I decided to seize the moment, and try to reprogram – try to disconnect the idea of ‘physical effort’ and ‘mental anxiety’. So I instructed my mind to keep 100% present in the moment, 100% present during every second and every meter. Stop wanting to be somewhere that I am not or have yet to be. And instead focus on my technique, focus on the water around, focus on the sensations, focus the experience, focus on the now!
I enjoyed the challenge and shortly after began to ascend. About 10 meters from the surface, I opened my eyes, a camera about two meters in front of me. Nick was taking photos, feelings of love and gratefulness washed over me.
My next two warm-ups after that were pretty easy-going, comparatively. I continued practicing keeping myself present in the moment, dismissing any thoughts that came into my head about needing to be deeper, needing to rush to be someplace I am not yet at. Also, when I felt the “effort” I’d dismiss it and say to myself “no this isn’t effort, it’s just a movement, that’s all, a movement, don’t make it mean more than what it is”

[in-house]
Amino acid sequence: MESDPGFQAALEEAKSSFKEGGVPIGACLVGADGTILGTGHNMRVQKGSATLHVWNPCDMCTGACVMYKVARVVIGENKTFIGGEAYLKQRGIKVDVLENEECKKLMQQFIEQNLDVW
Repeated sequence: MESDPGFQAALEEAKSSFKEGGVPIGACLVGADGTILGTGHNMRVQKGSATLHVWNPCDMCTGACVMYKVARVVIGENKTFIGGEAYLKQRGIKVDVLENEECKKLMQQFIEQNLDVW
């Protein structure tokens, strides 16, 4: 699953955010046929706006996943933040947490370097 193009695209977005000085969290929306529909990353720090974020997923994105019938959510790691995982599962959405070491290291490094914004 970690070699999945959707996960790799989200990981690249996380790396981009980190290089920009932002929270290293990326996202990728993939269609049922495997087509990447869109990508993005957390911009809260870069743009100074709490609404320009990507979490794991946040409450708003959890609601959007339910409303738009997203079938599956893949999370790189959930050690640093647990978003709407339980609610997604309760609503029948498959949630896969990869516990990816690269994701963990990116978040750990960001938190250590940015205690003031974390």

My forth dive was the deepest one. Once again I wasn’t sure how deep I should go, being so lightly weighted, but figured let’s aim for 50-55, “Heck, it’s good training” I thought. So down I went with an alarm set at 50 and another at 55. I don’t remember much of the dive, except my free-fall, when it started I could tell it was unusually slow, but I kept myself present and with my fingers lightly around the line, I finned slightly to increase my speed, relaxing into the increasing speed of the free-fall. Before I knew it my 50 meter alarm sounded, feeling great with a mouth full of air, I continued on to 55, and when I heard the alarm I turned gracefully, enjoying my mermaid ascent back to the surface :)
With all considered the dive felt pretty easy. 55.2 meters, a new PB, another small win and much learned in the process :)